Women’s gymnastics is coming to an end, but before we bid adieu to the sport for another four years, let’s recap one of the aspects that makes it such an exciting sport to watch – the sparkly uniforms. And yes, we would love to talk about men’s gymnastics uniforms as well, but they’re just so boring. (Although apparently the male gymnasts would actually like to be objectified and have even suggested competing with their shirts off – that would give us something to talk about in 2020).
Firstly, let’s congratulate Team USA on dominating women’s gymnastics yet again – not only did they win the team gold, but Simone Biles and Aly Raisman took gold and silver respectively in the individuals. But also, so many outfit changes! No one had so many leotard options as they did, and fortunately they were good ones this year, especially the ones Team USA wore to pick up gold in the team finals. We’re sorry to say, but the stars and stripes can go very tacky, very fast – here however the asymmetrical sleeves and liberal use of sparkles instead of literal stars give the flag iconography an updated look. The amount of crystals has increased with each Olympics, to the point where by 2028 we expect they’ll be so glittery you’ll be able to see the gymnasts jumping and spinning from space. And if you still think it’s silly to discuss bedazzled onesies, remember that these bedazzled onesies can cost in the quadruple digits.
Canada is serious this year, y’all. There were few bells and whistles on the leotards Ellie Black and Isabela Onyshko wore to represent Canada in the individual finals, just sleek black with some tasteful bedazzling and a simple maple leaf. When did Canada become so chic? Must be the influence of Trudeau. We may see more black leotards in the future if Team Canada’s look is any indication of trends to come.
Brazil kept things surprisingly low-key this year – or a low-key as a shiny onesie can be. The host country didn’t even make use of its signature vibrant colors like yellow and green, opting for a royal blue and purple for the final rounds of the team and individual competitions. Maybe they knew they weren’t going to steal the spotlight in this event and didn’t want to look too flashy. But though Brazil didn’t make the podium, we’ll all remember Rebeca Andrade’s floor routine set to Beyoncé for years to come.
Belgium knows its colors are not the liveliest, so who can blame them for ditching the look of their flag and going for some rainbow ribbons on their leotards? Sure, this particular color combo is a little late 80s/early 90s, the kind of thing you might wear with a fanny pack and a scrunchie, but they’re fun and make surprisingly good use of illusion netting.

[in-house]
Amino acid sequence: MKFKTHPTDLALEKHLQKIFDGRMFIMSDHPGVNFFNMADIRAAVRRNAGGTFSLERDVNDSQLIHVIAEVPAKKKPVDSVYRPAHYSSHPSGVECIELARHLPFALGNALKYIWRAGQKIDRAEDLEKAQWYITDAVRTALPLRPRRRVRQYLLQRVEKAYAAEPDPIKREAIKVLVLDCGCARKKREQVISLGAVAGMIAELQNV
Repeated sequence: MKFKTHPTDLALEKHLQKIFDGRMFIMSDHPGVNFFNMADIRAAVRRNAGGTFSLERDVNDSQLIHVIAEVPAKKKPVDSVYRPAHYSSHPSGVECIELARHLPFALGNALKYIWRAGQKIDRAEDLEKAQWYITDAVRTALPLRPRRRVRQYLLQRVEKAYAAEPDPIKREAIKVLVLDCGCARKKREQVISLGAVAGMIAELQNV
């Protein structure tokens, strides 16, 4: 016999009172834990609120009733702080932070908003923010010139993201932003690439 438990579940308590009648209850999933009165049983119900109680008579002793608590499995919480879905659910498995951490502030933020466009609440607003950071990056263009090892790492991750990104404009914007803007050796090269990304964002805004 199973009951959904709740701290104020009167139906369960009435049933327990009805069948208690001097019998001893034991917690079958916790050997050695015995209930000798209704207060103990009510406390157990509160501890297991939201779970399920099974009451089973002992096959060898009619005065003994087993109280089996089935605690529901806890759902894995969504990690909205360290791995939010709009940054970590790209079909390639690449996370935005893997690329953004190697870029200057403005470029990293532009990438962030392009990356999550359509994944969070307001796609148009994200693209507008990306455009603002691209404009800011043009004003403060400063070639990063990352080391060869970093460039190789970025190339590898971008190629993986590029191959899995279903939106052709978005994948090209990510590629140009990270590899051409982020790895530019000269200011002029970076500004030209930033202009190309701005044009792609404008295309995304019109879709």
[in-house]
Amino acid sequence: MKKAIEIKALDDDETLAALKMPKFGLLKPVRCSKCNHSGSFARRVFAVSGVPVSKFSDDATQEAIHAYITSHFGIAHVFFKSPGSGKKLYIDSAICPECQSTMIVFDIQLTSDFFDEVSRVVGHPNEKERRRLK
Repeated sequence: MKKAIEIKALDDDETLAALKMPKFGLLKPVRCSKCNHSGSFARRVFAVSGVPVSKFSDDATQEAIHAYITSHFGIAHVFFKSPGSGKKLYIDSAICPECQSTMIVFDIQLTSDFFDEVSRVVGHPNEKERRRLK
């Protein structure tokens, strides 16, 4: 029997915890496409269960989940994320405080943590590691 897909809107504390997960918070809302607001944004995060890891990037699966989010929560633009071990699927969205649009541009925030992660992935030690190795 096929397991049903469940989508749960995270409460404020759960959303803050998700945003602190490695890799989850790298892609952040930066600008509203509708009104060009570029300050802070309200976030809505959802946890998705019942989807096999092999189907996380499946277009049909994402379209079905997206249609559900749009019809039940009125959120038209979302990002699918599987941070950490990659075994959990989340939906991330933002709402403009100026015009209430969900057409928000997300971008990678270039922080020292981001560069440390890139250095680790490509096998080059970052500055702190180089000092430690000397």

Ok, now this is a late 80s/early 90s look. Tennis ball-yellow and neon pink are not exactly the color that comes to mind when you think of Germany, but they definitely chose a color scheme probably no one else will be wearing at the Olympics.
Japan does the best leotards. Both their leotards for the team and individual finals were graphic and bold – a very different aesthetic from the prevailing love of sparkles on most competitors. The sleek flower design on their leotard for the team finals managed to avoid tweedom, while the black and red design Mai Murakami and Asuka Teramoto wore in the individual finals was one of the most eye-catching looks on display.
It takes a lot of guts to wear orange spandex in front of the entire world, but then the Dutch are no stranger to fluorescent colored athletic wear (must be tough to be an elite Dutch athlete if orange is not your color). They always stand out at sporting events in their electric orange uniforms and gymnastics was no exception.
We already saw Team Great Britain’s Stella McCartney-designed looks when the uniforms debuted a few months ago, and now we get to see them in leotard form. The Union Jack and British crest are deployed tastefully here, with a simple white backdrop and restrained use of sequins. Could there be a few more sequins to jazz up the look? Sure, but as we all know by now, there could always be more sequins.
China wore its signature red earlier in the competition, but switched to a striking black and white for the individual finals. Black and white aren’t common choices for leotards, but clearly they were a burgeoning trend this year, and they make for a surprisingly grown up look on athletes that often look like they could be all of 13.
Like Belgium, France was feeling the illusion netting this year. The looks Marine Brevet and Louise Vanhille wore for the individual finals were all about the fancy sleeves, with delicate red, white and blue ribboning up their arms – a nice way to differentiate themselves from that other team in red, white and blue.